Gordon turned in his final rewrite in June, 1955, a detailed 152 page script, half again as long as a non-effects picture, since each shot had to be defined to reflect the storyboards: X for a stock shot, PP for process photography, and H for a Harryhausen stop-motion effect.
Although Washington, DC. is the target of the attack, it is implied that all nations of the world have consolidated their efforts, putting aside political differences. 'There couldn't have been anything very obvious in it,' the writer shrugged. 'I don't know if it's true, what the mad dogs were saying about the 'commies' politicizing everything, but I did try to write from the heart. I felt there were some real issues raised by the story about peace, war, and destruction.'
Prior to release, the film was retitled Earth vs. the Flying Saucers. 'It opened at the New York Paramount, and made a couple million dollars, on a cost of only about $100,000. Its success helped me get additional work--although ultimately they found me 'too embarrassing.' Even nice guys like Charlie Schneer had a hard time hiring the people they wanted.'
Saucers led to several other low-paying jobs for Columbia, like writing Zombies of Mara Tau. 'There was a scene where the zombies get out of their coffins and they looked ridiculously awkward trying to climb out. I said to the director, 'Why didn't you change it? Why not shoot it over, put the coffins upright so they can get out from a standing position instead of looking like goofs?' This exasperated director, Eddie Cahn, said, 'Look, I got six days to make a 90 minute movie. You think I got time for retakes?''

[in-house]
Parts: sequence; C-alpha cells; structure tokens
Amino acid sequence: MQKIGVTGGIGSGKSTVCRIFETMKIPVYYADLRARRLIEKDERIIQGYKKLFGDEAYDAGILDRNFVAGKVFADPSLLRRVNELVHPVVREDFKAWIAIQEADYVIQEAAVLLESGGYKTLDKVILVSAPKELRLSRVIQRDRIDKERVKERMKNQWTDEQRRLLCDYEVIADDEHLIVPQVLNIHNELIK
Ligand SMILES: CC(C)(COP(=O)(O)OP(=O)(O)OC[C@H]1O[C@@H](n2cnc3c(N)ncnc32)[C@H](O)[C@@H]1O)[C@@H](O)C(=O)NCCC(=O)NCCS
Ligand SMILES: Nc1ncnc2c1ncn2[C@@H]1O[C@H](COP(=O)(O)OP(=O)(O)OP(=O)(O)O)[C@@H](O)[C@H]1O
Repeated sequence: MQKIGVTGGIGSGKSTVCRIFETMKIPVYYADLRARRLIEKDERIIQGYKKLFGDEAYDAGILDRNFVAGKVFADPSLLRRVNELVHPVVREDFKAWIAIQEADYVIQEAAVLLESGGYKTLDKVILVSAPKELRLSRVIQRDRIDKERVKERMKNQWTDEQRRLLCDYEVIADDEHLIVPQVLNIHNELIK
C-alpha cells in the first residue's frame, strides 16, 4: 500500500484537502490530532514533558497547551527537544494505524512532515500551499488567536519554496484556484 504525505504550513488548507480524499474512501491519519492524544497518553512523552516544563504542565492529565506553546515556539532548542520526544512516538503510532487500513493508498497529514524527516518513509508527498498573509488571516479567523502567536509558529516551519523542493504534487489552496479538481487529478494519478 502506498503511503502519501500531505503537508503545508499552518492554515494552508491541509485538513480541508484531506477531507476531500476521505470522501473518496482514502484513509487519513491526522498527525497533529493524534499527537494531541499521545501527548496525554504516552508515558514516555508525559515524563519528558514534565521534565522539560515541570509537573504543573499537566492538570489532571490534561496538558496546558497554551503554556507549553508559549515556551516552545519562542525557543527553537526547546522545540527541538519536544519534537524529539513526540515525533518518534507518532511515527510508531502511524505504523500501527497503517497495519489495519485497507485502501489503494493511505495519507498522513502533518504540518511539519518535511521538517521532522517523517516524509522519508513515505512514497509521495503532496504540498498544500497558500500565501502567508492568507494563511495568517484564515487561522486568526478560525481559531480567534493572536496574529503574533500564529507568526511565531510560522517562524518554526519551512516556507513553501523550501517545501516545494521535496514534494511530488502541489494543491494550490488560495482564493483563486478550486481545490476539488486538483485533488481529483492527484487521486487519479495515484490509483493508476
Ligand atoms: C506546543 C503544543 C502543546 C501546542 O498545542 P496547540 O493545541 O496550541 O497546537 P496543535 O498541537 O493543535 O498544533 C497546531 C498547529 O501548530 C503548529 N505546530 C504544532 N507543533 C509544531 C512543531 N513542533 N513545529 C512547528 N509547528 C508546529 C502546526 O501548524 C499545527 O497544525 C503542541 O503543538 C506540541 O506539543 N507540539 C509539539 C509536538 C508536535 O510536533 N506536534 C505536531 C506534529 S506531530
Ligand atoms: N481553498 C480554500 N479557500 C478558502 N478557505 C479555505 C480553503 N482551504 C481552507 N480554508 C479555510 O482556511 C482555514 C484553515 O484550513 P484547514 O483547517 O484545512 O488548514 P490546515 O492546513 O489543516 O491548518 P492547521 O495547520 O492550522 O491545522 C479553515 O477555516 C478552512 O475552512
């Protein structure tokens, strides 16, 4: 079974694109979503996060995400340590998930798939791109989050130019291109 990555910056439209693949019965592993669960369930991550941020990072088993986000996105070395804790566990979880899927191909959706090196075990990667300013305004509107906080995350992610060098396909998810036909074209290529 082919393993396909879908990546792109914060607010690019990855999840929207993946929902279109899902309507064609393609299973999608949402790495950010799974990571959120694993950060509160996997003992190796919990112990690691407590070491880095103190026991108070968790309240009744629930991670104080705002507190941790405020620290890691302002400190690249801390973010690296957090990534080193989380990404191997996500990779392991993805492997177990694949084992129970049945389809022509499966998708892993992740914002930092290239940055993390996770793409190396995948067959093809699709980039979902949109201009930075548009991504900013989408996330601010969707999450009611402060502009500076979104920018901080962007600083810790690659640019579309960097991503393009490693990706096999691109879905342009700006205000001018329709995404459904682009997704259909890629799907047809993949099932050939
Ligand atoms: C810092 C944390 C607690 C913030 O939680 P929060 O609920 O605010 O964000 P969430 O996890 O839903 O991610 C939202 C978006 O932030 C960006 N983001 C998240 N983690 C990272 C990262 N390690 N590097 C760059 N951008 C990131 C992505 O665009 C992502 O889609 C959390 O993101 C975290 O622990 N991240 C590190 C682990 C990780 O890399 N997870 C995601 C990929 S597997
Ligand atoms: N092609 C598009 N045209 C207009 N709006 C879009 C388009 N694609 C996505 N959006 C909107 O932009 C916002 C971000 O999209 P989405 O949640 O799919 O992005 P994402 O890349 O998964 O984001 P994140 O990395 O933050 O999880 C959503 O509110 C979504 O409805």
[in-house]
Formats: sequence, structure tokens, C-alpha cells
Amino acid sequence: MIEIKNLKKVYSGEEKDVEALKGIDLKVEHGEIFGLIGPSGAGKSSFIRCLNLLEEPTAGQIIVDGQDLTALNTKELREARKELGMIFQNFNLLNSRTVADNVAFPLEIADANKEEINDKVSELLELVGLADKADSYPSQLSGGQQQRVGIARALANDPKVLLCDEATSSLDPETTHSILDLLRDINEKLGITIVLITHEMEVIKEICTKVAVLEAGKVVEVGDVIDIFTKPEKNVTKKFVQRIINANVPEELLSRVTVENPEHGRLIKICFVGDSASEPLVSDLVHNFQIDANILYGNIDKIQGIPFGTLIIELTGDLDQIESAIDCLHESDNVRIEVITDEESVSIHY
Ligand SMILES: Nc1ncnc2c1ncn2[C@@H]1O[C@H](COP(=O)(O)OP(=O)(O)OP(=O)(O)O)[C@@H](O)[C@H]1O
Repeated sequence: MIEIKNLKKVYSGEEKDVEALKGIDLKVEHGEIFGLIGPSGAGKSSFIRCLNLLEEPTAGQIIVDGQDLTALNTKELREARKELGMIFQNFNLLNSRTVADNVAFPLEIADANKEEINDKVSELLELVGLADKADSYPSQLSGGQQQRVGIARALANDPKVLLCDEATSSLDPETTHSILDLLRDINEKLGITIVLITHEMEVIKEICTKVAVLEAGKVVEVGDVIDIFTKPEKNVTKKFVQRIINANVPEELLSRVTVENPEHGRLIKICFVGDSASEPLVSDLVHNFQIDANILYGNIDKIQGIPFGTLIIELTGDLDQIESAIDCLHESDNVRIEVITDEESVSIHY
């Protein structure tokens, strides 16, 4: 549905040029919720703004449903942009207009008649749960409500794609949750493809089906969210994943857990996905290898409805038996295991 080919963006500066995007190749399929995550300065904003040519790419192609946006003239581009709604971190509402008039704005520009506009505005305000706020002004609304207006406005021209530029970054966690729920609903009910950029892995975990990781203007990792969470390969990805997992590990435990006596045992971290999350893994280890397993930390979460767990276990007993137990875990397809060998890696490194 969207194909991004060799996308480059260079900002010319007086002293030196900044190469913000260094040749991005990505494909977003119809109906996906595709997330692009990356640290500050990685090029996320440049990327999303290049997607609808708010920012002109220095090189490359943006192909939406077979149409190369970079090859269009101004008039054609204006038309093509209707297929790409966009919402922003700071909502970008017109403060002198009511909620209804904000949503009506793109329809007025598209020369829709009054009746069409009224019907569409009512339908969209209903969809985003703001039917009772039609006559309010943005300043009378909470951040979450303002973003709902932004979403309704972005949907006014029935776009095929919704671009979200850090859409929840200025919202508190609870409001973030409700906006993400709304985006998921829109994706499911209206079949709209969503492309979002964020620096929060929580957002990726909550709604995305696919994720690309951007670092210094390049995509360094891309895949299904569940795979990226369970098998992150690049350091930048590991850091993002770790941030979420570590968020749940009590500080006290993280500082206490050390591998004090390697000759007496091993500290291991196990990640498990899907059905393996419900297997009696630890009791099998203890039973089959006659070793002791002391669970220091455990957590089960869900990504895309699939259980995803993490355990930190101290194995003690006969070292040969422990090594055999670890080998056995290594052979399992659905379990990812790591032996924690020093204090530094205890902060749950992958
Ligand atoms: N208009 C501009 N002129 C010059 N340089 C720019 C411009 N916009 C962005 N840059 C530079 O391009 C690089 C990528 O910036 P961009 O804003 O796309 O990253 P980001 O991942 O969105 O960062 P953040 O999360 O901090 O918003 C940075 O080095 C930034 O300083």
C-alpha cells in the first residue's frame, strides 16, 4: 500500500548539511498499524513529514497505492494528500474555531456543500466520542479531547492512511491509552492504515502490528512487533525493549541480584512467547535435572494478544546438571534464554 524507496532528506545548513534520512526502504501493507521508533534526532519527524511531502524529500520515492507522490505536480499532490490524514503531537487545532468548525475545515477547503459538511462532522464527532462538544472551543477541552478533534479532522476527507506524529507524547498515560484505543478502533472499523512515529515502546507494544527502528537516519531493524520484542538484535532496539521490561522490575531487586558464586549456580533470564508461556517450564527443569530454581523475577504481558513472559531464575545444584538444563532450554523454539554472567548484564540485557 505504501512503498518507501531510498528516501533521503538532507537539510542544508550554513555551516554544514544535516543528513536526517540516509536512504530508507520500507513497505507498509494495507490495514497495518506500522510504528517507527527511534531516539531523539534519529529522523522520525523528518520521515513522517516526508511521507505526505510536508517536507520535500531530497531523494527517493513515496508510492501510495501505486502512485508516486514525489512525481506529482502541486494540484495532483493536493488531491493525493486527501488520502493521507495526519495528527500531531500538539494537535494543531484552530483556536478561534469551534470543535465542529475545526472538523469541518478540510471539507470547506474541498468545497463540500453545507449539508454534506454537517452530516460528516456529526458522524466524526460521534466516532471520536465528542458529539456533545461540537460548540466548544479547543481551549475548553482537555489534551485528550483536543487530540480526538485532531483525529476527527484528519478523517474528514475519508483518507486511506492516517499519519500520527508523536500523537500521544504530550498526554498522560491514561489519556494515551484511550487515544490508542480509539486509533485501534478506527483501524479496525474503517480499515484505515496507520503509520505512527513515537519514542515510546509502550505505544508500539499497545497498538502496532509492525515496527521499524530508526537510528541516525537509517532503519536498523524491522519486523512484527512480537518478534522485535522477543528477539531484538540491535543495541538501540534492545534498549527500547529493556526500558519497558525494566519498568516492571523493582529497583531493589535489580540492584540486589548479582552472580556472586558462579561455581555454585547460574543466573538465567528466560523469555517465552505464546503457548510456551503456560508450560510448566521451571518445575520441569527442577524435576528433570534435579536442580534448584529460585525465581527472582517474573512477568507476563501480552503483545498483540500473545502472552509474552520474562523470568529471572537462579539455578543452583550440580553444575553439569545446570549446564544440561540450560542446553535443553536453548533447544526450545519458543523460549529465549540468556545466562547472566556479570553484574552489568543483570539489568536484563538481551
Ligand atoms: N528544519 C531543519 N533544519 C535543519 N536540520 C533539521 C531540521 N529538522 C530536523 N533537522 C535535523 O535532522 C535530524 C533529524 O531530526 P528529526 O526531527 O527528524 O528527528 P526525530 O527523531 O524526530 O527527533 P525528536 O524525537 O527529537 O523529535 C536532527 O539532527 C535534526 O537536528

After knocking off the even less memorable The Man Who Turned to Stone, Gordon worked again for Schneer--this time on a submarine drama which became a footnote in history books, Hellcats of the Navy.
'Charlie had offices on Gower at the main studio by then, which was a big step up geographically from the Katzman unit,' Gordon said. 'He said, 'Come on down to Long Beach and see the inside of this submarine; it'll give you ideas for the script.' I told him that me being caught inside a Navy submarine was the last thing I wanted to do. That's all they needed, a Communist on a Navy sub. They'd accuse me of stealing all the secrets and giving them to the Russians! They'd throw me in jail and throw away the key. So I told Charlie, 'Just tell them I'm claustrophobic.' '
The original draft had been written by David Lang, a 'friendly' witness to HUAC. 'Rewriting Lang was a pleasure. He was a fink of the worst order, a guy who told them anything they wanted to hear to say his own skin. Among other things, he named my best friend Julian Zemit, whom Lang never met in his life. We had no idea who'd be in the picture at that point.
'My friends needled me for years afterward that I didn't just let Reagan drown in the last scene,' laughed Gordon. 'He was never one of my favorite people. He always denied there was such a thing as the blacklist--which is crazy, because that's how he met his wife. She was in trouble because another Nancy Davis, also an actress, was under suspicion, and Reagan helped her out. I never bothered to inform him when he was President that the only movie he ever did with the First Lady was written by a guy who couldn't put his name on it, because he was a victim of a blacklist that didn't exist.'